Collaborative Fame

Collaborations between artists are infamous for their subsequent falling outs. They rise out of respect and experimentation as well as jealousy and social recognition. Age figures prominently in collaborations, the classic example being an aging, established (but creatively-blocked artist) who seeks the coming-of-age talent in the midst of their insatiable creative virility.

In short, a classic theme

I thought of this recently while listening to Hurt, a new track by Seth Troxler and Matthew Dear. I saw the two while in Berlin. Going from party to party, they were inseparable. Both spent the night DJing at Berghaim and now, in the full sun of mid-morning, were heading to Bar 25. Troxler, 23, wore a blue and white striped shirt and had the cool, loose swagger of a drunken sailor. Dear, (mid-30’s), looked the picture of nonchalance in his rinse jeans.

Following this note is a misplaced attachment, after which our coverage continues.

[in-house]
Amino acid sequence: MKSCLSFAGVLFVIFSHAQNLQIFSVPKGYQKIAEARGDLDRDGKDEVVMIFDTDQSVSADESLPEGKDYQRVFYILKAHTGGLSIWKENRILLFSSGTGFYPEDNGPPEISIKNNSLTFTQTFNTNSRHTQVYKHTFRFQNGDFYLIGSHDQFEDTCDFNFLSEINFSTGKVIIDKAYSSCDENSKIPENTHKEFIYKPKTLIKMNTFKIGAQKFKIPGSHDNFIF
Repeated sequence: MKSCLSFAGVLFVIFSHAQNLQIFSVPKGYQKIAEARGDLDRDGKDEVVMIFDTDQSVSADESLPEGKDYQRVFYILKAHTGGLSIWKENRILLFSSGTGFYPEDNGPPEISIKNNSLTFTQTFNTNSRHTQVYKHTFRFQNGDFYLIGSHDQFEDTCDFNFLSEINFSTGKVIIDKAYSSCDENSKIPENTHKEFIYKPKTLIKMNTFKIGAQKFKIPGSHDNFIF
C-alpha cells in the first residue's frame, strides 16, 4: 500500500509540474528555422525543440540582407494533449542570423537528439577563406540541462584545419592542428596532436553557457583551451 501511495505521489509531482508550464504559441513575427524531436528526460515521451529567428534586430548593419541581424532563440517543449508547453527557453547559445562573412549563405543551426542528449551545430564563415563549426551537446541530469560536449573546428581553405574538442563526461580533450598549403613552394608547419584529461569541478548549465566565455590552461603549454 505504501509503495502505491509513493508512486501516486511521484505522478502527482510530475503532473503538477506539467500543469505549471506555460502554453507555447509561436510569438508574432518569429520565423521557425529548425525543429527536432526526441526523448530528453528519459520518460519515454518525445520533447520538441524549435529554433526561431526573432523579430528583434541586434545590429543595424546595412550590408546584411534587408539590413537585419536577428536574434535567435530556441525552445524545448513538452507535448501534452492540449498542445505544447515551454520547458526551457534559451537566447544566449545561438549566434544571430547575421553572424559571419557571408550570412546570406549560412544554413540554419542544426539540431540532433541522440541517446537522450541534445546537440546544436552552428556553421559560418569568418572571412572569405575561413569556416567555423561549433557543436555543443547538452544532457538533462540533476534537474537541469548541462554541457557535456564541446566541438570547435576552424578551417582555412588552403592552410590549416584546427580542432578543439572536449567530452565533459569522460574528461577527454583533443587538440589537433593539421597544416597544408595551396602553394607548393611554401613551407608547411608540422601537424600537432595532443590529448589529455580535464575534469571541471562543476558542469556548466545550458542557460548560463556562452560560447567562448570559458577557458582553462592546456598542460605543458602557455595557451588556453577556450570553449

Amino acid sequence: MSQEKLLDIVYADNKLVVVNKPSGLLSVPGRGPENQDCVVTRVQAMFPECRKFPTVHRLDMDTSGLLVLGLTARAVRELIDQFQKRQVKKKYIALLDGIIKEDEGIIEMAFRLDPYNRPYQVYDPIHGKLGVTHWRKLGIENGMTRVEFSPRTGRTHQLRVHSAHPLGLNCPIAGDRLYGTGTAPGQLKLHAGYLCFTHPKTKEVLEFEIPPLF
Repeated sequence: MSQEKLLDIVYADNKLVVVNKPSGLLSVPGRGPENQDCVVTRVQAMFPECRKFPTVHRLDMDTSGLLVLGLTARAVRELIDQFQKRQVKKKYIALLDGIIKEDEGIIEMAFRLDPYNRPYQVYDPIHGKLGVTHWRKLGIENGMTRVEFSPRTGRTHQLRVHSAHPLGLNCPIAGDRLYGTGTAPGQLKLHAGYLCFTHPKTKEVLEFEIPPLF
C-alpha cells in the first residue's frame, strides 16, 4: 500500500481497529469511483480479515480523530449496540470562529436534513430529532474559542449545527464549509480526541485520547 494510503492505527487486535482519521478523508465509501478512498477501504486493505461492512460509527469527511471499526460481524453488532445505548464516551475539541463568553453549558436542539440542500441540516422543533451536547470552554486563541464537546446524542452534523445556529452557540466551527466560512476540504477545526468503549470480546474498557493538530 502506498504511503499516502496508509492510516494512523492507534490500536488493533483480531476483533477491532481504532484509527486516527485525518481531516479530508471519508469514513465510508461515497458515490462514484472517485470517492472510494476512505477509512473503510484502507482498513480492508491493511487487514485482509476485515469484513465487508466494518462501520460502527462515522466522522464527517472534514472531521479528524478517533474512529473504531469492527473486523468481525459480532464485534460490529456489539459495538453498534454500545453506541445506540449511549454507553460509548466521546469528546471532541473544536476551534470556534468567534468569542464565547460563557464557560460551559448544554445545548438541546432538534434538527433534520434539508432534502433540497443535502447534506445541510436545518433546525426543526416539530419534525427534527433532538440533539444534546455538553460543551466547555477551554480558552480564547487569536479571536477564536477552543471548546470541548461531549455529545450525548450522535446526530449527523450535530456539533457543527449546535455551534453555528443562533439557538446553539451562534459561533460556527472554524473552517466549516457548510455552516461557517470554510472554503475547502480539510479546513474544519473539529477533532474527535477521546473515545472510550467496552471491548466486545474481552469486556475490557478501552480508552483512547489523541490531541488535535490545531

Both wore sunglasses.

The collaboration makes sense in reality as well as in the cannon of collaborations. Neither are from Detroit, but both lived in the city during the formative years of their techno careers. Both became successful, exportable commodities of Detroit sound and eventually settled in Berlin. Both use various aesthetic/lifestyle/musical means to brand themselves as techno heartthrobs (ehm, renaming one’s self “Dear).

But what I thought back to when I heard Hurt was those five hours of exchange I witnessed that morning in Berlin. At that moment, Dear personified Warhol at one of his Factory parties, quietly surveying the scene before him, smiling at the knowledge that he could make or break the whole thing in seconds. Troxler was Basquiat, young and in love with fame.

Little White Earbuds Interview with Troxler

Pitchfork Interview with Dear

Warhol and Basquiat

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